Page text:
It is somewhat counterintuitive that, in the age of globalisation, consumers are beginning to demand authenticity and individuality like never before. A homogeneous international landscape means that identity, standing for something other than scale, becomes a major selling point. Values and traditions are integral; one must have a story to tell. Puneet Chhatwal has long acknowledged this paradox – an appreciation perhaps best reflected in the rebranding of Steigenberger Hotel Group into Deutsche Hospitality during his 2012–17 tenure as CEO, aligning the hotel operator with the strengths and characteristics of Brand Germany while, simultaneously, establishing Deutsche as a truly international hotel operator.

Then, in August last year, Chhatwal suddenly had a pretty good narrative of his own to share. From Homer to Hollywood, few plot devices have proved more evocative than that of the returning hero; a protagonist forged in adversity abroad, coming home to claim his destiny.

This interpretation might seem a little hyperbolic to the rather more selfpossessed hotel executive, but the 54- year-old’s appointment as MD and CEO of Indian Hotels Company Limited (IHCL), owners of the luxury Taj brand, carried an air of the romantic epic. After 28 years away, establishing himself as one of European hospitality’s most recognisable and influential personalities, Chhatwal was coming back to lead India’s most iconic hotel operator.

A new chapter

In fiction, this would be the story’s happy denouement, but, for the central character, it’s only the start of what could prove to be the most exciting chapter to date. The move was not inevitable, he insists, and there’s no other job he would have come back for, but a confluence of events made it the right offer at the right time. Chhatwal’s mother had entered her 80s and, with her children living overseas, he felt “a son’s obligation” to come home. Furthermore, he was at a place professionally where a change of scene made increasing sense.

“As a first-generation immigrant, your heart says ‘go’ and your mind says ‘stay’,” he says of weighing up the decision. “I spoke to the new chairman [of Tata Sons, IHCL’s holding company, Natarajan Chandrasekaran] and was hugely impressed, but I also felt I’d done what I’d set out to achieve at Deutsche. Those five years had been extremely tough, a lot of work, and that takes its toll. We had come out the other side and, while I could have carried on for a few years, it felt like a good time to move on.”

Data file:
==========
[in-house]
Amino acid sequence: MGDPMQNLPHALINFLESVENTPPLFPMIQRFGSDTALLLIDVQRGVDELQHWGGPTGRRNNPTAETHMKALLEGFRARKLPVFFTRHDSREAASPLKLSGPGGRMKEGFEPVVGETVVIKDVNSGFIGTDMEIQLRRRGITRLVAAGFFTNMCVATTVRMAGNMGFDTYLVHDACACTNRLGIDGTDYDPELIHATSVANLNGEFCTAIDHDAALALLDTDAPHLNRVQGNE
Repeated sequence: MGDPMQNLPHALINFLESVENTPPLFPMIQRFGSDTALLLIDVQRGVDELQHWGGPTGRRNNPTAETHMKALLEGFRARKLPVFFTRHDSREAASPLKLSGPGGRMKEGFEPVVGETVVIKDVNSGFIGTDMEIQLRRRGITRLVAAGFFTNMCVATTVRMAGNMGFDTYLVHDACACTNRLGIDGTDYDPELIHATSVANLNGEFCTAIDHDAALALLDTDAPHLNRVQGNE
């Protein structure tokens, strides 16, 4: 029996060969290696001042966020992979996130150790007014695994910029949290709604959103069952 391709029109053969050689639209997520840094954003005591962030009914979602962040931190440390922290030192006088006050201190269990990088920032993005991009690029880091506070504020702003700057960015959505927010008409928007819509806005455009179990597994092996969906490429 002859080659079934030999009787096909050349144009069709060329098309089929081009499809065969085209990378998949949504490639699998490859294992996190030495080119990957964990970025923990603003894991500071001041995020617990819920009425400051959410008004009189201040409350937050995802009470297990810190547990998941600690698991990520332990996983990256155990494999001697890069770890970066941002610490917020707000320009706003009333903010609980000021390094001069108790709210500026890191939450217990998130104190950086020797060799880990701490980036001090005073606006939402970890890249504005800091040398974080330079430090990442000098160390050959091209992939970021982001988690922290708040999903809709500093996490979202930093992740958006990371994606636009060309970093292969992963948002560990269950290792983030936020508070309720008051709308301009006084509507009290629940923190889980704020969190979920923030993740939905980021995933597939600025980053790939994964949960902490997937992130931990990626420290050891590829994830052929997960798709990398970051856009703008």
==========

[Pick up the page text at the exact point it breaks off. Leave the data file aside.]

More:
Chhatwal is not the same man who emigrated, but nor is the country he left behind. One wonders whether he would have needed to travel abroad to further his career had he been making the same decision in 21st-century India.

“I would not be capable of doing this job without those experiences,” the CEO insists. “At Rezidor, learning from Kurt [Ritter]; in Germany, establishing and refining brands, the corporate culture, leading change. I now know I can do all these things because I’ve done them before, it’s just a question of figuring out what’s practical in terms of making it work here.”

This idea of adapting and fusing cultures is nothing new for Chhatwal. As CDO of Rezidor, he was instrumental in rapidly expanding the group’s portfolio through positioning it in the vanguard of European operators pursing an asset-light development model hitherto associated with the other side of the Atlantic. Upon arrival at Deutsche, he demanded an end to Teutonic humility and a willingness to articulate and embrace ambition. It is an approach that demands a lot from colleagues and the business as a whole, but also strives to recognise and use existing and inherent strengths.

“Fusing that American marketing culture with European management,” Chhatwal agrees of his track record. “That will continue, but the Indian element comes with that real emotional connection that we can deliver: the tradition, the service, the experience. In the West, because of declining margins, you’re continuing to see operators cut, cut and cut. Here, that is not the case.”

Cross-cultural appeal